The Starc bands were developed in the mid-1980’s by the late Manning Stoller. Starc stands for the Stoller Average Range Channel, and by far, these are my favorite banding, or channel techniques. The same formula is used on all markets and for any time frame. It goes as follows:
Starc+ = 6-period moving average + (2 x 15-period Average True Range) (ATR)
Starc- = 6-period moving average – (2 x 15-period Average True Range) (ATR)
If your software does not have the Starc bands, or if you can’t find it online, it can be created in a spreadsheet, and this link may help you with the ATR calculation. Starc bands are available on many forex trading platforms as well.
Some internet postings claim that Starc bands are similar to Bollinger bands, but this is not the case. The beauty of the Starc bands is that they are one of the few indictors than can give you an objective reading on whether it is a high- or low-risk time to buy or sell.
Using two times the Average True Range (ATR), Manning estimated that 90% of the price activity should stay within the bands. His research also determined that by using three times the ATR, close to 100% of the price activity should stay within the bands.
As for interpretation, if prices are near the Starc+ bands, it is a high-risk time to buy and a low-risk time to sell. Conversely, when prices are near the Starc- band, it is a low-risk time to buy and a high-risk time to sell.
Regular readers of my analysis know that I frequently refer to the Starc bands. In this May 20 column, I noted that two of my favorite sectors, the Select Sector SPDR - Consumer Staples (XLP) and the Select Sector SPDR - Health Care (XLV) were reaching their weekly Starc+ bands and concluded that it was a high-risk time to buy. Both ETFs made their highs that week and have since traded lower.
The May-through-September trading in SLV is a good example of how the Starc bands can be helpful tools and also illustrates some of the differences between these two indicators.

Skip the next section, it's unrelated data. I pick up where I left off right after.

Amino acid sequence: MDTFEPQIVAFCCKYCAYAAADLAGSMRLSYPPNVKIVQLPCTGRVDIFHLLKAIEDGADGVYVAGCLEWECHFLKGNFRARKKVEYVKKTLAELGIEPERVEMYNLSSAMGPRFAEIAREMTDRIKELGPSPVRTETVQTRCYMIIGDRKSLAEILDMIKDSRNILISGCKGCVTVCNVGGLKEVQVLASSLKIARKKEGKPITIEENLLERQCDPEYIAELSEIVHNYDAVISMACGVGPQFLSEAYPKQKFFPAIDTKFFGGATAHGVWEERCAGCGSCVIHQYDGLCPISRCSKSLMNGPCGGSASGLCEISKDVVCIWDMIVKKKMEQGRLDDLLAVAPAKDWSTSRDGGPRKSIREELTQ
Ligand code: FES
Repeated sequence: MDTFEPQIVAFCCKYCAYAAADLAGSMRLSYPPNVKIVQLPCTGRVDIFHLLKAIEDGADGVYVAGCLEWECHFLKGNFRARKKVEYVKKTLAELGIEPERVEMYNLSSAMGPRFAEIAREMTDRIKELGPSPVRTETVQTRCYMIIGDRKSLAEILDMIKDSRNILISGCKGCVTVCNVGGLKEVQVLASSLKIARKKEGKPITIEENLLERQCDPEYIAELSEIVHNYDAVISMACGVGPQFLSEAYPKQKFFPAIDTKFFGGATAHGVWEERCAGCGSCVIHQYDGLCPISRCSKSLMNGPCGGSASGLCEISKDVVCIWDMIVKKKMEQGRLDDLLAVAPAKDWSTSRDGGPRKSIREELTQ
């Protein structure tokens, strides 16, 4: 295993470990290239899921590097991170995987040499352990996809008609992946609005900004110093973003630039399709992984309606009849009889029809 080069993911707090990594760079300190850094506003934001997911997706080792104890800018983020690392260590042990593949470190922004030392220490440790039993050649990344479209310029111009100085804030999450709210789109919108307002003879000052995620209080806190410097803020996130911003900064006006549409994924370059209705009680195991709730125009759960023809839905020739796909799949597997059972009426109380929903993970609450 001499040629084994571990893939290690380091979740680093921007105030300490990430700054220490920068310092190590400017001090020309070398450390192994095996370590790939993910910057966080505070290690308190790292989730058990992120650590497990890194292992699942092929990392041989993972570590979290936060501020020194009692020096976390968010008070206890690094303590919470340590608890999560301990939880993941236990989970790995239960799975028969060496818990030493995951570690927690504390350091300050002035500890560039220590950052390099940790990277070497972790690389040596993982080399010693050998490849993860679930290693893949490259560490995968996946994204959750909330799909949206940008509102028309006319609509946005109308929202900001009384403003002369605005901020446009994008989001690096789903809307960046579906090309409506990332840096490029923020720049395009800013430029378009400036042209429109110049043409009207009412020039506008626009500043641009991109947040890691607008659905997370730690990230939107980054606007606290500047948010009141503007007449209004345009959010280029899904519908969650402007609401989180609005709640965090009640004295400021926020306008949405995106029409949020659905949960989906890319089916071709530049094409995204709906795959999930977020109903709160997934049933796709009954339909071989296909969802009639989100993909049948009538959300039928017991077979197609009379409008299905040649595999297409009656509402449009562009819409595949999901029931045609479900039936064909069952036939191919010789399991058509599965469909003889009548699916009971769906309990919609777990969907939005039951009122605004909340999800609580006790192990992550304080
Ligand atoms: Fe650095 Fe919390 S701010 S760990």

In early May, SLV closed below the Starc- bands (point 1), but instead of a continuation signal, it identified that this was a high-risk time to sell. Five days later, SLV had rallied $2.60 and formed a doji above the Starc+ band. By looking at the Starc bands, as well as the doji (a sign of indecision), traders might have avoided jumping in on the long side at that time.
Short-term doji trading rules would have you selling on a break of the doji lows ($19.11) with a stop above the day’s highs ($19.44). In hindsight, this would have worked quite well, as seven days later, SLV hit a low of $17.05 and was back to the Starc- band (point 3).
The Starc bands identified several additional range trade opportunities throughout the summer (points 4, 5, 6, and 7), as the upper and lower Starc bands were tested.
These bands are also helpful in trending markets, though SLV is not the best example. In late August, SLV tested the Starc+ bands on three consecutive days (circle a), and while there was not much of a pullback, the ranges in SLV did narrow, allowing for the use of a tighter stop.
On September 16, there was another example, as SLV closed at $20.35, which was not far below the Starc+ band at $20.46. Over the following three days, SLV got as low as $20.06 before resuming its uptrend.
NEXT: Recent Examples in Apple and Netflix